We can’t be surprised when a 90-year-old man dies after a visible illness and long decline. Gone, the incendiary speeches and fierce guerrilla fighter: Fidel Castro had become an old man with a weak voice and little strength, making his way toward the destiny that awaits us all. The only invincible soldier, after all, is death.
Fidel is a mythical figure in Venezuela. Along with the late former president Hugo Chávez, Castro is the symbolic representation and heroic image of “21st Century Socialism”. But the people and the government differ on how to mark the Cuban revolutionary’s death.
President Nicolás Maduro declared a national day of mourning. State-run media is suffused with images of Commander Castro as if he were our own national hero, dedicating hours of television to his life.
But citizens are, by and large, indifferent. Venezuela’s domestic drama far exceeds this Cuban chronicle of a death foretold: violence, scarcity, and polarisation – though regarding the latter, we can say that public opinion on Fidel is as dichotomous as most everything in Venezuela these days, and social media amplifies the polemic, as it is wont to do.
But in real life in the streets, nobody is demonstrating. Not for, and not against, the dead Cuban leader.
The Cuban model in Venezuela
Citizens know they’ve little to thank him for.
Castro’s influence on contemporary Venezuela is undeniable. He captured Chávez’s attention when the Venezuelan was jailed for an attempted a coup in 1992. Chávez was received with state honours in Havana after his 1994 release. The relationship strengthened after Chávez was nearly overthrown in 2002.
In all, Castro influenced the Venezuelan president’s thinking and political decision-making for almost 30 years, until Chávez’s death in March 2013.
Cuba is the source of Venezuela’s economic model. State control of the economy, currency manipulation, seizure of private firms – all of these policies destroyed domestic production, which impoverished the nation even more quickly than it had Cuba.
Chávez likewise based the organisation of Venezuelan society on Cuba’s example: a strong state that regulates citizens’ lives and limits individual freedom.
Our state-run media, also a clear import from Cuba, has tried to paint Castro as a Venezuelan hero. But people don’t seem to be buying it. The “21st Century Socialist Revolution” has left the country with a lot of suffering and few tangible achievements.
Chávez’s vision did starkly highlight national problems such as social exclusion and poverty, and through clientalism managed to incorporate the masses into politics. But most policies did little to address the root causes of Venezuela’s issues. Leaving aside the grandiloquent speeches, mass public assemblies, and a certain aesthetic of power, people are worse off today than they were before the revolution.
As in Cuba, official discourse in Venezuela jumps between the past and the future, between the heroic gestures of liberators – Chávez, Castro and their like – and possibilities of revolutions to come. Here, as in Cuba, no one talks about the present. We have learned that lesson.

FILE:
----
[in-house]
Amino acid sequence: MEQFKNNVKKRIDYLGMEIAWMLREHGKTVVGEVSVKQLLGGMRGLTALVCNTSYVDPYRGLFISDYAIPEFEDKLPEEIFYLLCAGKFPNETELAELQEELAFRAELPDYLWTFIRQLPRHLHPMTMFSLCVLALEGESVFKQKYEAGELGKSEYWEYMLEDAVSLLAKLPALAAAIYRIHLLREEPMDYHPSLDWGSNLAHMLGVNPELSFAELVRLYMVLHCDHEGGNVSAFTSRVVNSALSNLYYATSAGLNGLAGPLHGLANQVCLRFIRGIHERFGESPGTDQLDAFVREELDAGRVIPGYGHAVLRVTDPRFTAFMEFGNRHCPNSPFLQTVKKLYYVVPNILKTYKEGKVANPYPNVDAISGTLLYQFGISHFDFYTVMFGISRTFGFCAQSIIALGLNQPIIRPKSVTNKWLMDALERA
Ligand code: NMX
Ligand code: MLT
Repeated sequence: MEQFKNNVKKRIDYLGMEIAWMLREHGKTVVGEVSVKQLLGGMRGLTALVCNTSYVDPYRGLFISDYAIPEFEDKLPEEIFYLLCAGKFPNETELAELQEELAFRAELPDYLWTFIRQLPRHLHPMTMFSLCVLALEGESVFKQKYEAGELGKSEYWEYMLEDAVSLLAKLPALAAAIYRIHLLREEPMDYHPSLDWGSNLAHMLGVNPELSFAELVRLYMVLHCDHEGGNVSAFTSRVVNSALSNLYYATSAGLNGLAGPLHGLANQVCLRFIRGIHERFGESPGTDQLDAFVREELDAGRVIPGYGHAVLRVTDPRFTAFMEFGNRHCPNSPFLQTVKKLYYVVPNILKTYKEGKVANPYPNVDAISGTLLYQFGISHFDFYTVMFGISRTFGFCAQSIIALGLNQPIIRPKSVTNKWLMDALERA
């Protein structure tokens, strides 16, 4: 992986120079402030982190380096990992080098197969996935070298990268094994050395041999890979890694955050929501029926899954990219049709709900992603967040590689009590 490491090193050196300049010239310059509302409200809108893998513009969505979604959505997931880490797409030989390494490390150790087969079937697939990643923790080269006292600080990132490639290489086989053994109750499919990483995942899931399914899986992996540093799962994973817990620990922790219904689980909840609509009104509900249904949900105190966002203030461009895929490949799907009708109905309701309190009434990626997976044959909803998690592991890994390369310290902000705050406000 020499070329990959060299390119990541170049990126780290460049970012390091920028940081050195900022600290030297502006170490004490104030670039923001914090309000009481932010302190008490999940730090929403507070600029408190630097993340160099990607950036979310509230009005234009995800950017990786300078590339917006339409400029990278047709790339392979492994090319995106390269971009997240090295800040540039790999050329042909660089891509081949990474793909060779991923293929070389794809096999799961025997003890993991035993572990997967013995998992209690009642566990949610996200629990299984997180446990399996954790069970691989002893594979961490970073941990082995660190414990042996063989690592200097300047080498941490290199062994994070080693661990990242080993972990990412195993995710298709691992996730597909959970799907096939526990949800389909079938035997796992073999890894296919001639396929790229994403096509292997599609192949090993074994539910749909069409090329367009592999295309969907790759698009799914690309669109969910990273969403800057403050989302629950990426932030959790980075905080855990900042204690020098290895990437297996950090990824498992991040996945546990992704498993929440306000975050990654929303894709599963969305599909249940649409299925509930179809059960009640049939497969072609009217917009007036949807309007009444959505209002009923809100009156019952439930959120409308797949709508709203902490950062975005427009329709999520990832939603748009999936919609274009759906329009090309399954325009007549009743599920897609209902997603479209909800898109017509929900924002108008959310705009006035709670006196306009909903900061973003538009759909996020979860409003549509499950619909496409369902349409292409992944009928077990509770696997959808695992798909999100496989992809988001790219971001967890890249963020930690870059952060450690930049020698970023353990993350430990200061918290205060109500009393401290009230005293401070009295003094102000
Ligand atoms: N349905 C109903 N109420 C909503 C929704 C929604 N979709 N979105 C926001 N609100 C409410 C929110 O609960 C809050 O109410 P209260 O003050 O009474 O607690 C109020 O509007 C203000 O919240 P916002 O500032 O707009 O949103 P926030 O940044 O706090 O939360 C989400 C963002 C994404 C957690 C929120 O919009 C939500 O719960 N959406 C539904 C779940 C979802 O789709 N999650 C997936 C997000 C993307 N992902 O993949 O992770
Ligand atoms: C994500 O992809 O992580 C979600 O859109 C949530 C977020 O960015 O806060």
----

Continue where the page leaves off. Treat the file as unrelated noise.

Remnant from the past
Castro was a remnant of the Cold War. But that doesn’t negate his knack for political positioning, his ability to survive global changes, nor the mastery with which he influenced younger leaders.
He has left an indelible stamp on Latin American politics. Here was a man willing to resist the Cold War onslaught, who lead a revolution, and in doing so inspired a generation of anti-imperialist revolutionaries in the region, ready for their adventure in politics.
Among those inspired by his legacy is not just the late Hugo Chávez but also his successor, Nicolás Maduro. It’s said that the young Maduro received his revolutionary training as a young left-wing militant in Cuba, which led him to adopt Cuban management style, organising methods and even nomenclature.
Maduro has always been close to the Cuban hierarchy, and its officials have always trusted him.
Recall that Chávez chose his successor in Havana, while undergoing cancer treatment in 2011 (medical care being another strong connection between Cuba and Venezuela). From there, the agreement was made, and Maduro was declared “the son of Hugo Chávez” by party leaders. The Cuba-Chávez triangle discourse helped Maduro attain and keep power.
Castro’s death won’t necessarily weaken the Venezuelan government. The frequent trips to Havana to seek counsel will surely end, but Maduro and his men have been basking in power for years and they’re clearly inclined to stay put.
But it does deliver a hard blow to the adminsitration’s revolutionary morale. With two losses in a relatively short period – Hugo Chávez and now Fidel Castro – el Chavismo will need some time to recover its strength.
Whether it can keep moving the chess pieces forward using the same tricks that got it this far in Venezuela’s subtle political game will depend on how much Maduro actually learned from Cuba. Does he have Castro’s ability to survive amid a morass of destruction he created?
Only time will tell whether Fidel was just an old man living out his last years or a revolutionary idea that will endure. In the meantime, the Venezuela of his making – Cuba’s Venezuela – awaits silently, fixated on its own worries.